One scientist searched for 15 days and had just three sightings. In the early 1980s, two scientific expeditions - each ranging over almost 2,000 km - resulted in three "probable sightings." Finally, fearing that the vaquita was virtually extinct, researcher Greg Silber spent four seasons between 1986 and 1989 combing the northern gulf. In boat and aerial surveys covering 4,216 km, he logged 110 sightings. This is a small number considering the effort. Yet it does suggest that a few hundred individuals remain.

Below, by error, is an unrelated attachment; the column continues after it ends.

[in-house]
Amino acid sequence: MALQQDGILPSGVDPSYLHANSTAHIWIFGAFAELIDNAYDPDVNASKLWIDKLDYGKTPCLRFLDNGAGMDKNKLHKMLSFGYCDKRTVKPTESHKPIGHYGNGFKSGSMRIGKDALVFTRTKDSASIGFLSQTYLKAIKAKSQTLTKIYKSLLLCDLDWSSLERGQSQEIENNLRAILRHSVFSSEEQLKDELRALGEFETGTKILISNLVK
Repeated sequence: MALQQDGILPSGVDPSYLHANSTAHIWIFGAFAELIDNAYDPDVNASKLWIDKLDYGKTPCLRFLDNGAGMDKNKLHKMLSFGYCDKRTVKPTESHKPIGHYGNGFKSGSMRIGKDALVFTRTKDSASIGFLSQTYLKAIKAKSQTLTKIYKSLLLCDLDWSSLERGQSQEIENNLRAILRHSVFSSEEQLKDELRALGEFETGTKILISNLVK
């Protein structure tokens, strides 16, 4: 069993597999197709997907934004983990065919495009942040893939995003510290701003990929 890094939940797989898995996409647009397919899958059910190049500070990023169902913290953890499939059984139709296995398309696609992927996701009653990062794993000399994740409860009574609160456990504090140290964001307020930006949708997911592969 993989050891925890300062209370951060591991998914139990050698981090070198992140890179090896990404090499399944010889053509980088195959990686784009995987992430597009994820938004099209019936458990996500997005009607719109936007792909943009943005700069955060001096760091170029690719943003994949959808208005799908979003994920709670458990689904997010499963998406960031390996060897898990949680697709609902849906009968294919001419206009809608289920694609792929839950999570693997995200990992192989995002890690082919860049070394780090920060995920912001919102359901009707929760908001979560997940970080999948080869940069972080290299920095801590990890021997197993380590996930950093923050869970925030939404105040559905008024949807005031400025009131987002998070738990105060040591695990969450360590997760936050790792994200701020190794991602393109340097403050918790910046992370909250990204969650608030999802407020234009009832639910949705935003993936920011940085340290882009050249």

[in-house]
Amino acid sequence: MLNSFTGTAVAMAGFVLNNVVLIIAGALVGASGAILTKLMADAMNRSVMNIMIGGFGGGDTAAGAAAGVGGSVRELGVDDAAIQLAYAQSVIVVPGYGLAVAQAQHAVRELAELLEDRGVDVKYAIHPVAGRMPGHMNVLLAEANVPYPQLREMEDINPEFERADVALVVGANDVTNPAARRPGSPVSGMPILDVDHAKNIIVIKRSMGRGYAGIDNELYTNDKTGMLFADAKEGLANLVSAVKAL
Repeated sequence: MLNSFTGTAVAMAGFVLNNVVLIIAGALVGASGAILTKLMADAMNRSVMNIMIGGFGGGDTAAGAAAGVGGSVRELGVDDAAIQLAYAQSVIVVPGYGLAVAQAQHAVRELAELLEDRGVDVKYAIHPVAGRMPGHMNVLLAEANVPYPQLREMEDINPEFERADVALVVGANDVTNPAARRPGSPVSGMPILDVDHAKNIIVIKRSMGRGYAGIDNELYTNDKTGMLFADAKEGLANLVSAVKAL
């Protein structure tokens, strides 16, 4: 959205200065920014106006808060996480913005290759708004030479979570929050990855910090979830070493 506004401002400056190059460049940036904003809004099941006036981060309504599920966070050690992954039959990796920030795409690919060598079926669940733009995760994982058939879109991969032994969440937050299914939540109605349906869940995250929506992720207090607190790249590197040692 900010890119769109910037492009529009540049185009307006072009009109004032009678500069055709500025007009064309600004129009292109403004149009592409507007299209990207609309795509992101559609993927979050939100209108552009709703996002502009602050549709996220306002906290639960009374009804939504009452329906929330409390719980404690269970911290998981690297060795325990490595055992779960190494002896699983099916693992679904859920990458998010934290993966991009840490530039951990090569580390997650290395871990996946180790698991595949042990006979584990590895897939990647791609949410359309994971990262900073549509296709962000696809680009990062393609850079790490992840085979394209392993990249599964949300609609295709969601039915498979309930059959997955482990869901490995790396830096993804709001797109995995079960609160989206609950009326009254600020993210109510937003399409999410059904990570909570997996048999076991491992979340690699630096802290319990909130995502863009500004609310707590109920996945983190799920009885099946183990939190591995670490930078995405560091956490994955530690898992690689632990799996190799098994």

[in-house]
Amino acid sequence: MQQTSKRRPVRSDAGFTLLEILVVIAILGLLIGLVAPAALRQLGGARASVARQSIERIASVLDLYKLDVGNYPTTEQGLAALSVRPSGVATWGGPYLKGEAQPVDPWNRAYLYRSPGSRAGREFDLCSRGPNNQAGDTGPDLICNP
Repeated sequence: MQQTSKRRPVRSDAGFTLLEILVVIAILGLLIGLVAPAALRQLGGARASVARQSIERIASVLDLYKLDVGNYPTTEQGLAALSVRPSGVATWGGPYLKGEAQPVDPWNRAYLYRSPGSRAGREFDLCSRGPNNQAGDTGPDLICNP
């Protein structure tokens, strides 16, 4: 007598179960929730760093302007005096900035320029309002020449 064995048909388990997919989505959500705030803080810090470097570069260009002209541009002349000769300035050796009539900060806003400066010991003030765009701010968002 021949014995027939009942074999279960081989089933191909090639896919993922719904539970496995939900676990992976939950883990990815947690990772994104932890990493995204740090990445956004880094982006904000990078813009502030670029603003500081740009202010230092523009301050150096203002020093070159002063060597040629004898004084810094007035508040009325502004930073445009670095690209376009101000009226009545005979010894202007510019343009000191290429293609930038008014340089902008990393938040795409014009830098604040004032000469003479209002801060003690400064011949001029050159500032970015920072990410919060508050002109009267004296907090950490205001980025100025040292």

We know little about the vaquita's life history and habits. It is thought to live in small groups of 2 to 4, perhaps 10 at most. The stomach contents of one revealed a diet of fish that are abundant in the upper gulf. Each year, some 30 to 40 are killed in fishing nets and shrimp trawls - not a huge number but a perilous one for an endangered species. Only if we can save this elusive animal is there any chance we can learn more about it.
Size: 1.2 to 1.5 m, 30 to 55 kg. Females slightly larger than males
Calves at birth: Unknown
Teeth: 20 to 21 small, spade-shaped teeth on each side of upper jaw and 18 teeth on each side of lower jaw
Food: Fish (grunts, gulf croakers) and squid
Range: Far northern Gulf of California, Mexico
Status: Endangered. Population unknown but very small, perhaps low hundreds
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